by Willy B
Trump may have vacillated on the time line for the US military withdrawal from Syria but the available evidence suggests that he is determined that it will happen. At the same time, elements of the US national security establishment seem equally determined that it not happen. The latest example of this is an article in Foreign Policy claiming that the Pentagon is planning to stay in Al Tanf despite Trump's order. "Al-Tanf is a critical element in the effort to prevent Iran from establishing a ground line of communications from Iran through Iraq through Syria to southern Lebanon in support of Lebanese Hezbollah," one former senior U.S. military commander told FP.
But it isn't just the base at Tanf, but also the 55 km exclusion zone around it which gives the US military, there, the color of self defense, should Syrian or other hostile forces enter it. FP doesn't explain how illegally occupying territory in another country gives the U.S. military the right to self defense. Nonetheless, FP does note, at least, that there are legal problems with the continued U.S. military presence there. Experts have argued that the administration would be on shaky ground in using the 2001 Authorization for Use of Military Force—which authorizes the fight against nonstate militant groups such as the Islamic State or al Qaeda in Afghanistan—to justify maintaining a presence in Syria for any reason other than to fight the Islamic State. The only "logical purpose" al-Tanf serves is to allow the United States to "monitor and disrupt the flow of Iranian-backed militias," one source said. "Honestly, you could not contrive a different military mission," the source said.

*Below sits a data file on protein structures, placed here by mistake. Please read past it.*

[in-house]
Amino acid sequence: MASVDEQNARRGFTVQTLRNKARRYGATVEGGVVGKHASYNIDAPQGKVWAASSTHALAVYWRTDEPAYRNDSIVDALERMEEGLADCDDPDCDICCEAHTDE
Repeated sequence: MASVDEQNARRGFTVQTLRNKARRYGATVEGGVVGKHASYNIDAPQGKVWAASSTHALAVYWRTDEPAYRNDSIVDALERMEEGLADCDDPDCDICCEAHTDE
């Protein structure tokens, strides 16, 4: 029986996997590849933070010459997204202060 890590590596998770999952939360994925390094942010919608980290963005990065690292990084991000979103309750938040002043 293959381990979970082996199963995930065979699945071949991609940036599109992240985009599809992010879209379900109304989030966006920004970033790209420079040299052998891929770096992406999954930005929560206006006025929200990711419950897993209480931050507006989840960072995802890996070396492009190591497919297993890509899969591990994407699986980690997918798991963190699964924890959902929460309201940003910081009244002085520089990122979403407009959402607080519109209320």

And here's the other problem: "Has the president actually approved that? All of his statements are to the contrary," the U.S. government source said.